Professor Kelly McMichael
October 20, 2012
Humankind has been able to conquer or push forward into every frontier it has set in front of them. This success is attributed to the due diligence and dedication of the human race to succeed. Those we see as heroes once had an idea. They were persistent, committed, and strong in everything they did. For these uncommon virtues, we recognize our heroes in history. President John F. Kennedy (JFK) stated, “…A man may die, nations may rise and fall, but an idea lives on. Ideas have endurance without death…,” (Quotes, 2011). This was true especially in JFK’s goal in conquering space as the last final frontier and placing an American on the moon.
The title chosen, Provehito In Altum, has a loose translation meaning, “Launch forth into the deep,” also having other similar translations. Through technology and ingenuity, this is exactly what humankind has done. As a race, we have launched forth into the deep, into the unknown, making the impossible possible, and the unthinkable a reality. Over the next few pages, the research will discuss historical interpretations of space explorations, how the Cold War/diplomacies were affected, and how a simple idea has had a huge impact on humanity.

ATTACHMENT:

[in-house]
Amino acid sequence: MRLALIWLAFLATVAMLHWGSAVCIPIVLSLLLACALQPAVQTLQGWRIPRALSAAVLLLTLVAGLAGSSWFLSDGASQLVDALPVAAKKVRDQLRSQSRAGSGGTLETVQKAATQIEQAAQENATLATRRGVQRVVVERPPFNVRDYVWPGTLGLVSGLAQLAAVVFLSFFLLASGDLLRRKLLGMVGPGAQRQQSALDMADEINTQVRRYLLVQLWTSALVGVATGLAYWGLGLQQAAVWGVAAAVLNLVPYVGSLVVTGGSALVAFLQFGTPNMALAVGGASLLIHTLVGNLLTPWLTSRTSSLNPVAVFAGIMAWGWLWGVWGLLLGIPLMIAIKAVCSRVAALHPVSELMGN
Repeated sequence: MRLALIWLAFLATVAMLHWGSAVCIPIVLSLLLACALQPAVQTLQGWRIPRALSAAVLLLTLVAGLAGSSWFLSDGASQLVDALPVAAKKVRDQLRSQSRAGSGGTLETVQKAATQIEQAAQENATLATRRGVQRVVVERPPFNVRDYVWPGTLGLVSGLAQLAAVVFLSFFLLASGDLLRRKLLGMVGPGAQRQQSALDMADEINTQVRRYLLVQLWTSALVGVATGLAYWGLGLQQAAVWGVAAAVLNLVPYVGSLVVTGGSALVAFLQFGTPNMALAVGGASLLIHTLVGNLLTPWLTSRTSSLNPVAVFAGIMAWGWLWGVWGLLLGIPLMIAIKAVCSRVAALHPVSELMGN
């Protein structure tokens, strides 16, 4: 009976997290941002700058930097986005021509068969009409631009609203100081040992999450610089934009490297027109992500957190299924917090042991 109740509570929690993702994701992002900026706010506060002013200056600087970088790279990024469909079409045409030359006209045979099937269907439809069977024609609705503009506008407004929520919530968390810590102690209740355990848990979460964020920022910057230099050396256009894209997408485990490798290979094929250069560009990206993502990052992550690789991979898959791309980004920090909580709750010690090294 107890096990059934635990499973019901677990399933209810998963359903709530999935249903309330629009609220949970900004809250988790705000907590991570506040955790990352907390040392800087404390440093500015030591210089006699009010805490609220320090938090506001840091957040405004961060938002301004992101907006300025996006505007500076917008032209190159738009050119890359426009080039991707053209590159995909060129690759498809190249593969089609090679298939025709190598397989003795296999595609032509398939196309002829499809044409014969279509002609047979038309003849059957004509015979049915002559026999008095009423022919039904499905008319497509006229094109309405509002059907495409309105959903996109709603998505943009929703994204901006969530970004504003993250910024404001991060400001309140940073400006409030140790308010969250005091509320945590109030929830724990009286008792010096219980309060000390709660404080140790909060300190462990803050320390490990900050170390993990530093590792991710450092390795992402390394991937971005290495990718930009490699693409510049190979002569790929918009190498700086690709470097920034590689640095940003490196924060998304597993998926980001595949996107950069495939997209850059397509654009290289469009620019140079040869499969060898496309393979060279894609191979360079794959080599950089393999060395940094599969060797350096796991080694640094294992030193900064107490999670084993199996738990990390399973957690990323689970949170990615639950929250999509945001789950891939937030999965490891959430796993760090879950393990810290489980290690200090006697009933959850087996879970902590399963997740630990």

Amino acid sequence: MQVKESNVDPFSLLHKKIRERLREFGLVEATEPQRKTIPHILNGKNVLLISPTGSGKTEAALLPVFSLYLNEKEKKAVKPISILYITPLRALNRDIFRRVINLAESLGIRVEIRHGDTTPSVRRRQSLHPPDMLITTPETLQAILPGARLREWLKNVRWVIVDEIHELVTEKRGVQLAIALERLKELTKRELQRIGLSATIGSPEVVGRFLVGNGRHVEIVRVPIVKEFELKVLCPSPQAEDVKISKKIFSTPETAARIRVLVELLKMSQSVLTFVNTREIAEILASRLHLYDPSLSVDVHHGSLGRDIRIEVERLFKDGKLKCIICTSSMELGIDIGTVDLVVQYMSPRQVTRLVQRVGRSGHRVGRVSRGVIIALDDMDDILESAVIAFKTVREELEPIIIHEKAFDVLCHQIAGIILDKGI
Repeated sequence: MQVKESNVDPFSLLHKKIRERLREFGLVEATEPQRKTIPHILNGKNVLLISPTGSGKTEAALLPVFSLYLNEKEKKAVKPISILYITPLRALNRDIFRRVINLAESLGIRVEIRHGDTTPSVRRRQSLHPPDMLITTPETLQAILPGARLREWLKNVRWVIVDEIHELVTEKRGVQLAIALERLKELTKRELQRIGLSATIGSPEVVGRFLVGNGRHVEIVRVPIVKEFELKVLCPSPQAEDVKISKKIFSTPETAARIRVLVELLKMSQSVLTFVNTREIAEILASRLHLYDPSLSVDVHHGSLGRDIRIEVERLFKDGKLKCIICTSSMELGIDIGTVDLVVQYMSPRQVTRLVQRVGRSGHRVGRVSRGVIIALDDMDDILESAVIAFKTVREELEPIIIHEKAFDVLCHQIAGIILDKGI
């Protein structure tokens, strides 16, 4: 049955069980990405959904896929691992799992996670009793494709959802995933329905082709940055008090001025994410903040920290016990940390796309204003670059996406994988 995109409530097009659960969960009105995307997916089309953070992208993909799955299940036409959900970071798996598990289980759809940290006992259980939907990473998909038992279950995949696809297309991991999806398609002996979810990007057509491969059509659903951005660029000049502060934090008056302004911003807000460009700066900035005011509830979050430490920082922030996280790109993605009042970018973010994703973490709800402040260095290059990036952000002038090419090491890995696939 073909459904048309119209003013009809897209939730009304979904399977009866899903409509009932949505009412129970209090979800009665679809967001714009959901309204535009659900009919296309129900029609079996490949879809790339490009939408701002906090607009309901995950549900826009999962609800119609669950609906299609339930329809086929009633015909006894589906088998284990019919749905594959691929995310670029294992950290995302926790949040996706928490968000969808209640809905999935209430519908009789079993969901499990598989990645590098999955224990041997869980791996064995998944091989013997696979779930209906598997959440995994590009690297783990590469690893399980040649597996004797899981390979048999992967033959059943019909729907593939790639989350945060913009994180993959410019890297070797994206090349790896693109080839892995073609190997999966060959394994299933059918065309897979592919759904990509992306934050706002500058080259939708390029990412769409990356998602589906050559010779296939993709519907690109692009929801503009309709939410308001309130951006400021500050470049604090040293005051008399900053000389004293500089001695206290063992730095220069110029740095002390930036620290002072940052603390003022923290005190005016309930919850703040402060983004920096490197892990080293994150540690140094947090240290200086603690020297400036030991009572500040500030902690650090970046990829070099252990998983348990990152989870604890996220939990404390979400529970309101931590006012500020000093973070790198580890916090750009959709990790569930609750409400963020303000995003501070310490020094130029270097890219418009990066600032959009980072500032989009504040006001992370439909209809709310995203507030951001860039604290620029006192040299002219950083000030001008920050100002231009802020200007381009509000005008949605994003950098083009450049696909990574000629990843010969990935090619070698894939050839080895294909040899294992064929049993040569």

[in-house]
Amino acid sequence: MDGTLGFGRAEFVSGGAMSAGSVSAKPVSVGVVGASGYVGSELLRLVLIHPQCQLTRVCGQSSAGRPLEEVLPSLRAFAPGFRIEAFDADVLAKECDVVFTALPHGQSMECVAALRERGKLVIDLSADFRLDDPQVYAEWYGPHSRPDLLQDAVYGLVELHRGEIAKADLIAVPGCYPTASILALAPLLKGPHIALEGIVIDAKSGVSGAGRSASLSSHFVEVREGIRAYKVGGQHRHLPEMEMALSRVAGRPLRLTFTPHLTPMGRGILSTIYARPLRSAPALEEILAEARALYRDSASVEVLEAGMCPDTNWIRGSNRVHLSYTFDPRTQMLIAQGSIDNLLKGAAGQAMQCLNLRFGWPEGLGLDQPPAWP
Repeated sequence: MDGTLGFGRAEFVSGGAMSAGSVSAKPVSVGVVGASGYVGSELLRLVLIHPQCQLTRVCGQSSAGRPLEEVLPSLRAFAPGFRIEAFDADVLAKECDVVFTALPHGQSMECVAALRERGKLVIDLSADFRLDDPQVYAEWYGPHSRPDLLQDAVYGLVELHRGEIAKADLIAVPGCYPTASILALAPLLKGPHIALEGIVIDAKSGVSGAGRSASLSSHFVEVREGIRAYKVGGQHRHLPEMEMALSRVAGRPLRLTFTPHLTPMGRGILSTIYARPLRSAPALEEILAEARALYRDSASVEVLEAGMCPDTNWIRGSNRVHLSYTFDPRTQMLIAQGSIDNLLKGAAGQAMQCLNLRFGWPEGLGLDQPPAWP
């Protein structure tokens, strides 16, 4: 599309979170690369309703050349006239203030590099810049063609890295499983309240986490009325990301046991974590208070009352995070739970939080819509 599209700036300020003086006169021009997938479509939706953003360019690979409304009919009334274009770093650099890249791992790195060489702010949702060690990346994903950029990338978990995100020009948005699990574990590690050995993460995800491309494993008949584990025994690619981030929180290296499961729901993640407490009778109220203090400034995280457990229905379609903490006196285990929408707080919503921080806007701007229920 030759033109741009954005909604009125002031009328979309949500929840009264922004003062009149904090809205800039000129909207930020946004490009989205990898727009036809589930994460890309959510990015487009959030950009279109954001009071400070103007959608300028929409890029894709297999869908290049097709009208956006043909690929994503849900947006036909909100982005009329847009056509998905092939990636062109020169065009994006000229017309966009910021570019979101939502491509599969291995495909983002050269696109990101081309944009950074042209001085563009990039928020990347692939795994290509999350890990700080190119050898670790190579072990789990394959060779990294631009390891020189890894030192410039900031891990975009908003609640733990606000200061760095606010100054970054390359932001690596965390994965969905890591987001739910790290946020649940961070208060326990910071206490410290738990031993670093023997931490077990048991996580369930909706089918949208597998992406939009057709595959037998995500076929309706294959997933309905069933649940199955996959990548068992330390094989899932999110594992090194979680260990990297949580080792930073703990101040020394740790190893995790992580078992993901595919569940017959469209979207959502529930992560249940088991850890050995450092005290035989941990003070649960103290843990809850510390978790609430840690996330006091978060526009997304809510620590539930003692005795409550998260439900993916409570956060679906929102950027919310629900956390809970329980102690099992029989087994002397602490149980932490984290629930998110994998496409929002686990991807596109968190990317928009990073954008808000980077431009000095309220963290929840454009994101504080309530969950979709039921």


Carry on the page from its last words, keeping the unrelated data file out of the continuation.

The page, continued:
The rise of communism after World War II was considered a threat to the American way of life. Tensions were high between the U.S. and their fellow permanent member of the United Nations, the Soviets. After the politically stressful Bay of Pigs, President John F. Kennedy implemented the American goal of setting a man on the moon. Then evolving into a completely new era of space exploration and boom in technology that later reached the common civilian sector. In the early stages of the Cold War, the Soviets had already claimed victory with Sputnik and as well as putting the first man in space. John F. Kennedy’s speech before a Joint Session of congress on May 25, 1961 officially marked the finish line of, and helped fuel, the “Space Race” as landing a human on the moon and returning them safely (History, 2012). This is historically significant due to Space being an unexplored frontier and the demand for a technological revolution that was unimaginable. Not to mention the political pressure to “beat” the Soviets at something they were already winning at (and the Communist idea). The collateral impact of the decision of two international superpowers to go head to head in the race to the moon is immeasurable, even today with the continued exploration of space and relative missions as well as the emergence of technology such as GPS, satellites, etc. As soon as President Kennedy declared his intentions for the country to place an American on the moon, NASA’s budget began to increase exponentially over the years (NASA, 2012). This new program, injected with taxpayer dollars to help increase the speed of progress, became the headquarters for the frontier. Of course, this declaration also affected the Soviet’s efforts to prevent from falling behind. Spending from both nations dramatically increased, contracts where limitless, and work was available everywhere. This space race and the arms race, as negative as some of it may seem, had a positive impact on the global economy due to the increased employment rates, demand for highly qualified employees, and simply the injection of money into the economy as it continued to recover from the Great Depression that ended a couple of decades prior. NASA’s Apollo program was the program implemented to complete these challenging milestones with the ultimate goal of landing on the moon. Eight years after JFK set the national goal, Apollo 11 made history. Apollo 11 launched with a primary crew of Neil Armstrong, Edwin Aldrin Jr., and Michael Collins (Apollo, 2009) but Collins did not land on the lunar surface because he stayed in lunar orbit with the command module. July 20th 1969 marked the